The basics of alternative investments - Part 2: Why invest in alternatives?

The basics of alternative investments - Part 2

As I highlighted in my previous post, I’m using this summer to write a series of post covering the basics of alternatives, with an emphasis on those alternatives available via mutual funds. This is the second installment in the series, and focuses on the topic of why investors should consider alternatives.

Why use alternatives?

Like stocks and bonds, alternatives investments are simply tools that investors use in an effort to achieve their investment goals. Given their unique characteristics, alternative investments have the potential to help investors meet three key investment goals:

1. Building wealth - The primary reason people invest is to build wealth, be it to provide for a comfortable retirement, buy a home or pay for a college education. Alternatives can help investors build their wealth as they have the potential to generate attractive long term returns.  Furthermore, alternatives offer the potential to profit from opportunities outside of stocks and bonds in things such as currencies, commodities, real estate, master limited partnerships (MLPs), and infrastructure. Additionally, some alternatives have the ability to generate positive returns during both rising and falling market environments.

2. Preserving wealth – Alternatives can help investors preserve wealth in a number of different ways. Alternative investment strategies that have the ability to short (i.e., profit from a decline in the value of an asset) offer investors the potential to generate positive returns in a falling market environment and thus offset losses incurred by other assets held in the investor’s portfolio. Several alternatives have low correlation to traditional stocks and bonds, as well as low volatility, and as a result, can reduce the risk (as measured by standard deviation) of an investor’s portfolio. Additionally, investments in alternative asset classes can help investors preserve their purchasing power in the face of inflation, while other types of alternatives such as leveraged loans (e.g., senior secured loans to non-investment grade companies, also known as bank loans) can help protect investors against rising interest rates (which cause prices of bonds to decline).

3. Enhance current income – Historically, government bonds were the preferred investment for many investors as they provided an attractive level of current income with very low risk. For example, during the 1980s and 1990s the yield on 10-year US government bonds ranged between approximately 5% and 10%. Since the year 2000, however, yields have fallen sharply, and 10-year US government bonds currently yield only 2.855%. As a result of low rates, many investors are searching for investments that can deliver attractive levels of yield. There are a number of alternatives that offer investors the potential to achieve attractive levels of current income, albeit with greater risk than that associated with government bonds. Examples of alternatives that can provide investors with current income include leveraged loans, real estate income funds, MLPs, and infrastructure funds.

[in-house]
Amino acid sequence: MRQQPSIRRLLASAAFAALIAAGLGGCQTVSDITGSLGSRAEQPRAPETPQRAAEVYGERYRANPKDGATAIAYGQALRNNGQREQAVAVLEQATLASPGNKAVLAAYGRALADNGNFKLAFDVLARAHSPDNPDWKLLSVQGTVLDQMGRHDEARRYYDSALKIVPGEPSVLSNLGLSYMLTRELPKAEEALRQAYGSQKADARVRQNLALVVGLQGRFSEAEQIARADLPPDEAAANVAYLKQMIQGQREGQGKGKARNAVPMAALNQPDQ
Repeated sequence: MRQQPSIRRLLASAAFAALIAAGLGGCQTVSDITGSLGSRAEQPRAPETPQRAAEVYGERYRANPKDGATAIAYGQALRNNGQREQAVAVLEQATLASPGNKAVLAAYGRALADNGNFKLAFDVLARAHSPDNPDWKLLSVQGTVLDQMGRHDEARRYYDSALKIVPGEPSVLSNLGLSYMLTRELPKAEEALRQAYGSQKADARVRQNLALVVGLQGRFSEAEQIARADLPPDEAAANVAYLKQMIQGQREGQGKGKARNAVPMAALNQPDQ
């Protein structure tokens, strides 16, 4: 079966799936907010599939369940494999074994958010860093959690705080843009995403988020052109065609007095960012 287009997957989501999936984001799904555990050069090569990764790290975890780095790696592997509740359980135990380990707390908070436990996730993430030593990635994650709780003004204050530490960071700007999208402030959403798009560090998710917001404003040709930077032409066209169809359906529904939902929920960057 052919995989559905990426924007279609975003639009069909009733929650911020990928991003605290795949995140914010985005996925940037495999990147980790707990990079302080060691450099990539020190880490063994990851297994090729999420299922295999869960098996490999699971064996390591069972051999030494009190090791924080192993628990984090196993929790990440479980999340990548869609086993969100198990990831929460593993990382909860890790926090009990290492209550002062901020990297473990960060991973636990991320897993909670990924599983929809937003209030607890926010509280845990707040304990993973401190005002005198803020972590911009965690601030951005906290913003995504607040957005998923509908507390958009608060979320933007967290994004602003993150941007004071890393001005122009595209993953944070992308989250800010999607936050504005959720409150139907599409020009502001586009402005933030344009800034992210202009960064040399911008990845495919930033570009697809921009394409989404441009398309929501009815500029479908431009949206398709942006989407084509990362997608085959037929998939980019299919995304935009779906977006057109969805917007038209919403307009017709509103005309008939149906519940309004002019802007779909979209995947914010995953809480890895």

The ability of alternatives to help investors both build and preserve wealth is best demonstrated by looking at the historical performance of alternatives1 and comparing that performance to that of equities, fixed income and the traditional 60% stock/40% bond portfolio. This comparison is illustrated in the chart2 below.

Figure 1

On a historical basis, alternatives have generated a compound annual return slightly above that of stocks, with volatility well below that of stocks. Furthermore, the maximum decline for alternatives was less than half that of stocks. To me, the biggest take away from the above chart is that, while alternative can enhance return, their greatest contribution is reducing risk within a portfolio by dampening volatility and decreasing maximum decline.

1For purposes of this analysis, only the performance of liquid alternatives is included. The reason for this is that liquid alternatives are widely available to all investor types. In contrast, illiquid alternatives (e.g. private equity, venture capital, direct real estate, etc.) are only available to high net worth and institutional investors and are not available to retail investors. 

2Source: Invesco, August 1998– March 2018. Past performance is not a guarantee of future results. Investments cannot be made directly into an index. Alternatives portfolio is represented by a portfolio consisting of: 20% Inflation-hedging assets; 20% Principal preservation strategies; 20% Portfolio diversification strategies; 20% Equity diversification strategies; 20% Fixed income diversification strategies. Traditional 60/40 Portfolio is represented by 60% S&P 500 Index and 40% Bloomberg Barclays US Aggregate Bond Index. Equities are represented by the S&P 500. Fixed Income is represented by the Barclays U.S. Aggregate Bond Index. 20% Inflation-hedging assets are represented by 15% FTSE NAREIT US Real Estate Index Series, All Equity REITs and 5% Bloomberg Commodity Index. The 15%/5% split reflects Invesco’s belief that investors tend to invest in strategies with which they are more familiar. 20% Principal preservation strategies are represented by the BarclayHedge Equity Market Neutral Index. 20% Portfolio diversification strategies are represented by 12% BarclayHedge Global Macro Index and 8% BarclayHedge Multi-Strategy Index. Multistrategy is underweighted in this example due to its potential overlap with global macro. 20% Equity diversification strategies are represented by the BarclayHedge Long/Short Index. 20% Fixed income diversification strategies are represented by the 20% BarclayHedge Fixed Income Arbitrage Index; N/A% S&P/LSTA US Leveraged Loan Index. Data for the Leveraged Loan index became available on Aug 20, 2001, and is not included.